Here’s the Wine Me Up! guide to corks, corkscrews, stoppers, and keeping opened bottles fresh.
First let’s talk about the way the bottle is sealed when you take it off the shelf. You’ll see screwcaps, natural cork (either a solid piece or built up from cork fragments), various types of artificial corks, and even some glass stoppers. You may even be buying wine in a box that has a spigot. The bottom line – unless you are collecting some really expensive stuff, or storing wine for a long time, it doesn’t matter how the bottle was sealed. They all do a good-enough job of keeping the liquid in, and the air out.
There are plenty of choices here, but there are four or five basic styles that are sufficiently powerful, easy to keep in a kitchen drawer, and reliable and fool-proof enough to use every day. Of course, with a screwcap bottle, you don’t need any of these – but check back for a video demonstration on a fun way to open those.
Butterfly: most people are familiar with these. It’s biggest advantage is that you use both hands to pull down on the lever arms to force the cork out – which is a real plus if you’ve got impaired hand strength or stability. This kind of corkscrew is also inexpensive and durable. Unfortunately, the solid metal core of the screw means that the butterfly opener is more likely to destroy the cork; don’t use it on old corks, because quite likely it will leave all sorts of pieces behind in the bottle.
Waiter’s Corkscrew: every bartender’s best friend. This is small enough to keep in your pocket, but has a surprisingly powerful lever action once you know how to use it. This does require practice and technique – I’ll post a quick YouTube video about them sometime – but once you master it, this is quick and easy, it leaves the cork almost entirely intact, and it comes with a small knife for cutting off the capsule. With heavy use, this will eventually break – but even a basic $10 waiter’s corkscrew should be good enough for more than 1000 bottles.
Screwpull™, Rabbit™, and similar lever-action brands: these use a powerful lever and a nonstick screw for extra power and speed. They are fun and elegant, have almost no learning cureve, and are almost sure to get out even stubborn corks – but they cost $50 to $150, won’t fit in your pocket, and require regular maintenance. I have a middle-of-the-road model that I use at home, and it’s opened hundreds of bottles. Just make sure you keep the housing of the screw tightened down, or else it will slip.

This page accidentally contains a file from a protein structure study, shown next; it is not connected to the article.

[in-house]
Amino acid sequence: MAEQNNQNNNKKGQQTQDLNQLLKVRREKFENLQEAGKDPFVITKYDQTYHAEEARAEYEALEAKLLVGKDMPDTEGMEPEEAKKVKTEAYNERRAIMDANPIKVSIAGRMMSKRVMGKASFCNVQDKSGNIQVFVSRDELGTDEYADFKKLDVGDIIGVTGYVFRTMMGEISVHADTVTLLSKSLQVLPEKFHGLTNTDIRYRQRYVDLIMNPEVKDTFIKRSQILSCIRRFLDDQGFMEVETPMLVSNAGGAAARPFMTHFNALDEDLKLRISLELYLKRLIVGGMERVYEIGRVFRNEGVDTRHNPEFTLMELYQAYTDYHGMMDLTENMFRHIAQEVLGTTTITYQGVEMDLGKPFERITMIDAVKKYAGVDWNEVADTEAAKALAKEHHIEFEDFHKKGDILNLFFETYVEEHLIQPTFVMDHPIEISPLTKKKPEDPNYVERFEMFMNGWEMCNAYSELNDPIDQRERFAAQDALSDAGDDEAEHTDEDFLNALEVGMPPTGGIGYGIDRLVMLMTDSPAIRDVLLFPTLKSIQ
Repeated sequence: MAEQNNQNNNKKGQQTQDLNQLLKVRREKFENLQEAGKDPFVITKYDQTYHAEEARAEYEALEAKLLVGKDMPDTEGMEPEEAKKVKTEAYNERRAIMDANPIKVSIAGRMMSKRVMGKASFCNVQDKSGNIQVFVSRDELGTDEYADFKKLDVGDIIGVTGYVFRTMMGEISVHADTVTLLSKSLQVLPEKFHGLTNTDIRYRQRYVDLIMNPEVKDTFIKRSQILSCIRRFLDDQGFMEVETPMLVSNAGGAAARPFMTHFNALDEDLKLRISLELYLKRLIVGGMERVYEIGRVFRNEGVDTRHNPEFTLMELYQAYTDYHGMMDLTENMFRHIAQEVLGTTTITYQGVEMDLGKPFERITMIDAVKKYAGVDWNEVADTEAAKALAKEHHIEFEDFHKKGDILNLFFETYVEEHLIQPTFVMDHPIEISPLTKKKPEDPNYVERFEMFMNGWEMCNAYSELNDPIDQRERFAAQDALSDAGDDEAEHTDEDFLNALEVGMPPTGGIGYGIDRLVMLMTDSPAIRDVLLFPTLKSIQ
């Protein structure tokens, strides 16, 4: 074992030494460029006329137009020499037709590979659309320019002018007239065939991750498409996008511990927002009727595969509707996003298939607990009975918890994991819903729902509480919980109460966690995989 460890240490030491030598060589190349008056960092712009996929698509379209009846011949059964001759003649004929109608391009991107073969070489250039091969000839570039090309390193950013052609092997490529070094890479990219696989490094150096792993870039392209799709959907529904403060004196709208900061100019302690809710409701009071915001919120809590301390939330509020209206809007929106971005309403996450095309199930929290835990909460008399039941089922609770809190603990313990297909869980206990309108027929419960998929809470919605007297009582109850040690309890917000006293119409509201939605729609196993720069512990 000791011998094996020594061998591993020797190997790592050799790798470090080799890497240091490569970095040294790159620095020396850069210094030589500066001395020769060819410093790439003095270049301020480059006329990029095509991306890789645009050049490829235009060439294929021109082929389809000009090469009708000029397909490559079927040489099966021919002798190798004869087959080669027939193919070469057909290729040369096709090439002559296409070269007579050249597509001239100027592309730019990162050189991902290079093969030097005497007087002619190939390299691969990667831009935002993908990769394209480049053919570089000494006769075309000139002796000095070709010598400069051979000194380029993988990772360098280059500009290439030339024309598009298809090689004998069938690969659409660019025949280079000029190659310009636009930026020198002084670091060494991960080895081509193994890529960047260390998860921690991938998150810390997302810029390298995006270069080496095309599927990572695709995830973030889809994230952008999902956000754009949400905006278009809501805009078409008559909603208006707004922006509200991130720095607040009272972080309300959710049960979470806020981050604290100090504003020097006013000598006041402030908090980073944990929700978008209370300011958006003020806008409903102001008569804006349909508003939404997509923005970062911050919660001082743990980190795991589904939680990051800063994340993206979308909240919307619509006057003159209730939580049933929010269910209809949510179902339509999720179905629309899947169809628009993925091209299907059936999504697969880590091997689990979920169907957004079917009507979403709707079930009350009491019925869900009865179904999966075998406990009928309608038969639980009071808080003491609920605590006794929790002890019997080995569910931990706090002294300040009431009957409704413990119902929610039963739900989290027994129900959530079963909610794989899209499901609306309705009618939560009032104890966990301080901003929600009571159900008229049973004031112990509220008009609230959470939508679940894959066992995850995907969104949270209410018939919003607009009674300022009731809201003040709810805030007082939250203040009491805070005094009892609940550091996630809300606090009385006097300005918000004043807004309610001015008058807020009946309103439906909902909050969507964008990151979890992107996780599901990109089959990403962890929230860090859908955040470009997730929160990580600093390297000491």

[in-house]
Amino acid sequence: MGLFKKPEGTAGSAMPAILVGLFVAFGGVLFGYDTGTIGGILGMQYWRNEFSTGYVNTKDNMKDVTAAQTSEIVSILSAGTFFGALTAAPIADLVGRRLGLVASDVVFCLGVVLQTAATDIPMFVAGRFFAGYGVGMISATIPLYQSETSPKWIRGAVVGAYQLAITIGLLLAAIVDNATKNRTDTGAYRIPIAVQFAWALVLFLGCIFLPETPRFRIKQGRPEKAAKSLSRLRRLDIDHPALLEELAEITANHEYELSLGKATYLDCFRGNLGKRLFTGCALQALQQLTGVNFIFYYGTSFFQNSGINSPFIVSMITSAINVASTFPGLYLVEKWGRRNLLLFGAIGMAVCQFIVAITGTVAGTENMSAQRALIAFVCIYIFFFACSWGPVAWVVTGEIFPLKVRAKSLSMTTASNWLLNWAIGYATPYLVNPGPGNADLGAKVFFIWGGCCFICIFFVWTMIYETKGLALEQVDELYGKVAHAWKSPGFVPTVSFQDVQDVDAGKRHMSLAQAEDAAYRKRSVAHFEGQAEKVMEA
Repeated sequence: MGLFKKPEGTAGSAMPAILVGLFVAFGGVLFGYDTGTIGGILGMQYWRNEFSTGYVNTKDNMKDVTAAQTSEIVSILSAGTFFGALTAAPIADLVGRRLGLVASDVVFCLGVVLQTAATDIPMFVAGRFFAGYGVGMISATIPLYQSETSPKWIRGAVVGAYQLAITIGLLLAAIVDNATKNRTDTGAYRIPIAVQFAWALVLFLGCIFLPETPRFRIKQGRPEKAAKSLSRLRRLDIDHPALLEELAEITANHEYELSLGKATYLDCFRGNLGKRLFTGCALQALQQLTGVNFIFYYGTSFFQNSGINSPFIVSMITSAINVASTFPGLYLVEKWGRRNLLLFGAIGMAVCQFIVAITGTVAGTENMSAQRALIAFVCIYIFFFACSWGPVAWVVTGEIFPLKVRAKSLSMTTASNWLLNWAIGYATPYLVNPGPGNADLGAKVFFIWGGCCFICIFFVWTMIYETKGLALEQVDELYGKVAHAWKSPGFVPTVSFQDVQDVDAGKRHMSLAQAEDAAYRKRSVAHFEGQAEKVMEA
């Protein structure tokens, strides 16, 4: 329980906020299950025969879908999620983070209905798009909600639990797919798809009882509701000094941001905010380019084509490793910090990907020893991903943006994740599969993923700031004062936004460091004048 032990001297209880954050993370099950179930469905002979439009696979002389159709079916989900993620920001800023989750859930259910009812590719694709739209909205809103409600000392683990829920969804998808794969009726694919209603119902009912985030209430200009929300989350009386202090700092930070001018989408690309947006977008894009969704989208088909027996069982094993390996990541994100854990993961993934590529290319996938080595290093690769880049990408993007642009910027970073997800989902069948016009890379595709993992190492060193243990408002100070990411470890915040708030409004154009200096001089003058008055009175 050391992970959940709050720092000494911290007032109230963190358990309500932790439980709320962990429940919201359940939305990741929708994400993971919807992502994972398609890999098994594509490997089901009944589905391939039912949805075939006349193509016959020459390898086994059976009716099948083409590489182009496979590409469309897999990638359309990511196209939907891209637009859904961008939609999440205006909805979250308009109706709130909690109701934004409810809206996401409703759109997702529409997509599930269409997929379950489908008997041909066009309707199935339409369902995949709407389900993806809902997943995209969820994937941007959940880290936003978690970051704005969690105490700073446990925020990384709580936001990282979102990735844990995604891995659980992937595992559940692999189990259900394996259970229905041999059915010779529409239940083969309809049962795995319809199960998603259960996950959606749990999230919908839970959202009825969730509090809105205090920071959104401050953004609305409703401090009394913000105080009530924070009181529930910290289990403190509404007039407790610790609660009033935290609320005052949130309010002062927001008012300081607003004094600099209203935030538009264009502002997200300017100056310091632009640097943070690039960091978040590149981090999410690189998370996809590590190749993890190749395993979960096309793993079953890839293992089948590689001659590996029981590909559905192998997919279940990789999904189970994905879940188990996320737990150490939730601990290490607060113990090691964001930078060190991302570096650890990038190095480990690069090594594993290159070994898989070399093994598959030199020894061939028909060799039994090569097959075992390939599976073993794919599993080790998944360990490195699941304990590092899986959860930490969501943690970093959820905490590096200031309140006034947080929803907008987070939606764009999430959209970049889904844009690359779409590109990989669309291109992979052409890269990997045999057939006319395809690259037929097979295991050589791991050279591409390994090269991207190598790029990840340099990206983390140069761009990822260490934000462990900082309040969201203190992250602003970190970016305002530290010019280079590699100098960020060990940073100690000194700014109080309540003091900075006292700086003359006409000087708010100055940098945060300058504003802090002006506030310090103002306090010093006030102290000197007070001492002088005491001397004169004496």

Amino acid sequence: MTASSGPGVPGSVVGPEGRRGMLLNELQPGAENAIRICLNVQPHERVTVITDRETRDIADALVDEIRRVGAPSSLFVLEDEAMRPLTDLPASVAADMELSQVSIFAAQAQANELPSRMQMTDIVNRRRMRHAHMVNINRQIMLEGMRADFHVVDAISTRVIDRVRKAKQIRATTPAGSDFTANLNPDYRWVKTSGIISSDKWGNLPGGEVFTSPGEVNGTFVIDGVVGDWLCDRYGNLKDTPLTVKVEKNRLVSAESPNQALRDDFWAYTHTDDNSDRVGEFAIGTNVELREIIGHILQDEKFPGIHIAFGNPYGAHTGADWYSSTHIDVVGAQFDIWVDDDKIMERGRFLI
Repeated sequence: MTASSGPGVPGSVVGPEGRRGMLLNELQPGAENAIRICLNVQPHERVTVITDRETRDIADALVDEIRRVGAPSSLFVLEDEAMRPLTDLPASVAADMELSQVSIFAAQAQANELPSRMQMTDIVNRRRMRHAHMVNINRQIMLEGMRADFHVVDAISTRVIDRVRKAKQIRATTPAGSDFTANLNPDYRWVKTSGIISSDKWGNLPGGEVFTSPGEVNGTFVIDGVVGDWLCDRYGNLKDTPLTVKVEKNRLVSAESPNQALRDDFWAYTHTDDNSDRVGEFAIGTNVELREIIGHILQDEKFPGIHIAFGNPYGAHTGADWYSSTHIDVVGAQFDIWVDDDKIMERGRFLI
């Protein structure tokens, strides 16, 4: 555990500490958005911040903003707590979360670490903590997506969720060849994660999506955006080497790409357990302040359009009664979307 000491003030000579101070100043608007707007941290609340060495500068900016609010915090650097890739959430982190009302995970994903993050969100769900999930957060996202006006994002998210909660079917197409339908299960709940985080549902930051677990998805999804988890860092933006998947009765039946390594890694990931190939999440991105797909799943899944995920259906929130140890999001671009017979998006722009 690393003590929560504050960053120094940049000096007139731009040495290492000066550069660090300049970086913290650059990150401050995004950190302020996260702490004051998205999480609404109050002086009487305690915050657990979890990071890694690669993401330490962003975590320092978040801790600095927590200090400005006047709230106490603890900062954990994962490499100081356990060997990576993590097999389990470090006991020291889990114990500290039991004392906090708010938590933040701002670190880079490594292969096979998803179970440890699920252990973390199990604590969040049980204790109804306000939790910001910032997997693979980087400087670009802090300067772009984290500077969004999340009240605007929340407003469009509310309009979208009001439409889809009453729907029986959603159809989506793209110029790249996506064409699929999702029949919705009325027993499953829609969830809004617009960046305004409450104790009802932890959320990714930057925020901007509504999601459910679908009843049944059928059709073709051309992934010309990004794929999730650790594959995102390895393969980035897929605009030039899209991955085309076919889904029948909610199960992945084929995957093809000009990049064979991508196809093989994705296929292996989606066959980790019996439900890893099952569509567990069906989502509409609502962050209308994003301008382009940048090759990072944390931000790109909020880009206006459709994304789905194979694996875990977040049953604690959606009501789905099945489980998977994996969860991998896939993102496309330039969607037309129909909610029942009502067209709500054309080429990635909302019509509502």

Butler’s Friend: you’re looking at that and wondering how on earth that works! This is by far the hardest to learn to use, and it’s totally unsuitable for most artificial corks. But if you have a really ancient, crusty bottle with a soft, crumbling cork, this may be your only hope of opening it without resorting to power tools. If you master this, it’s a real trick to use it in front of your friends. Unless you’ve got a physical condition that makes the butterfly your only real choice, I don’t recommend it. Get a waiter’s corkscrew to take on picnics, and a lever-action opener for home. You’ll get the job done quickly and easily, without risk to the wine or your tablecloth.
It’s a good idea to have a nice stopper on hand for resealing a bottle. If the original cork has deteriorated, or it’s one of those artificial corks that needs industrial equipment to shove back into the bottle, you should have a simple stopper that uses a conical cork or rubber element on hand. You can find these accessories online or in wine stores, often with elegant marble, glass, ceramic, or wood decoration. As long as it stays in the bottle, you’re good.
Stoppers for Champagne and other sparkling wines are another matter. Look for a stainless steel and rubber stopper, with two wings that clamp below the flanges around the neck of the bottle. And be careful! A slight slip or bump, and that stopper may go flying out at high speed. Treat those bottles of bubbly carefully, and never point them at a person, a pet, or anything fragile in the house!
Resealing an Open Bottle
You have a couple of choices for tucking away a partially-consumed bottle so you can finish it later on. But regardless of what you do, the refrigerator is your friend! The chemical reactions that cause wine to fade, go sour, or gain off-notes all run faster at higher temperature – so as soon as you know you’r’e not going to finish the bottle, get the rest in the fridge. It only takes 20 minutes for a glass of red to warm from refrigerator temperature to drinking range – and you can always pop the glass in the microwave for 10 seconds to help it along.
Private Preserve™ and other gas systems: these products squirt some Nitrogen, Argon, and other neutral gases into the bottle, displacing the Oxygen – which is the primary driver of spoilage.
Vacuum pumps: these devices – a combination of a rubber stopper and a small piston-driven pump – create a partial vacuum in the bottle in order to reduce the amount of Oxygen.
Half-bottles: whenever you empty a half-sized bottle of wine (375 ml), wash it out and save it. Use a funnel to transfer what’s left of your partially-finished product into the half-bottle, stopper it, and put it in the fridge. By removing all that head space, you’ve reduced the amount of Oxygen. And a half-bottle is exactly what you’re going to have if you drink two 6-ounce glasses with dinner!
And of course, you can just cork the original bottle without any fuss, and sling it into the refrigerator. Naturally acidic wines take longer to spoil anyway; if you had 2 glasses of Pinot Grigio on Friday night and intend to finish the bottle off Saturday evening, there probably won’t be a noticeable change to the flavor over those 24 hours.
Of the above methods, I prefer to use half-bottles (especially if I won’t finish the wine for 2 or more days) and Private Preserve. I’m not a fan of the vacuum pumps. Stay tuned for another post next week with more details on keeping your wine fresh!